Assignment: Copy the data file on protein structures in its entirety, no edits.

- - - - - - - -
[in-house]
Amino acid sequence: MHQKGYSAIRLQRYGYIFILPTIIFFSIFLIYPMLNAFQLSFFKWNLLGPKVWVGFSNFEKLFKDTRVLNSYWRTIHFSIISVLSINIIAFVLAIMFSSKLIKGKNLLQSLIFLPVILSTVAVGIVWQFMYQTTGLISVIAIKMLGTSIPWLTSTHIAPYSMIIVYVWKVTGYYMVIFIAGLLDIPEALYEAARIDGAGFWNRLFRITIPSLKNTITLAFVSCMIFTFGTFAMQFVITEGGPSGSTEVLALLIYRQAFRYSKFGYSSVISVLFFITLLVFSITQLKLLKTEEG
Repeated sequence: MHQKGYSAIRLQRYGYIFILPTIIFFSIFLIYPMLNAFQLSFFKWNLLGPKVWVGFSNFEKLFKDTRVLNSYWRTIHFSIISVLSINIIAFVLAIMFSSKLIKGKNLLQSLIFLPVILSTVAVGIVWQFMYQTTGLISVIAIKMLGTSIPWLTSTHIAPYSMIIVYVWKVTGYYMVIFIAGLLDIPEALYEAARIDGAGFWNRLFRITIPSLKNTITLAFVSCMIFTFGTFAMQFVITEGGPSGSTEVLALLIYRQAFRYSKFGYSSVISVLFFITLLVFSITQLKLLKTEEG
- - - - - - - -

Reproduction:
[in-house]
Amino acid sequence: MHQKGYSAIRLQRYGYIFILPTIIFFSIFLIYPMLNAFQLSFFKWNLLGPKVWVGFSNFEKLFKDTRVLNSYWRTIHFSIISVLSINIIAFVLAIMFSSKLIKGKNLLQSLIFLPVILSTVAVGIVWQFMYQTTGLISVIAIKMLGTSIPWLTSTHIAPYSMIIVYVWKVTGYYMVIFIAGLLDIPEALYEAARIDGAGFWNRLFRITIPSLKNTITLAFVSCMIFTFGTFAMQFVITEGGPSGSTEVLALLIYRQAFRYSKFGYSSVISVLFFITLLVFSITQLKLLKTEEG
Repeated sequence: MHQKGYSAIRLQRYGYIFILPTIIFFSIFLIYPMLNAFQLSFFKWNLLGPKVWVGFSNFEKLFKDTRVLNSYWRTIHFSIISVLSINIIAFVLAIMFSSKLIKGKNLLQSLIFLPVILSTVAVGIVWQFMYQTTGLISVIAIKMLGTSIPWLTSTHIAPYSMIIVYVWKVTGYYMVIFIAGLLDIPEALYEAARIDGAGFWNRLFRITIPSLKNTITLAFVSCMIFTFGTFAMQFVITEGGPSGSTEVLALLIYRQAFRYSKFGYSSVISVLFFITLLVFSITQLKLLKTEEG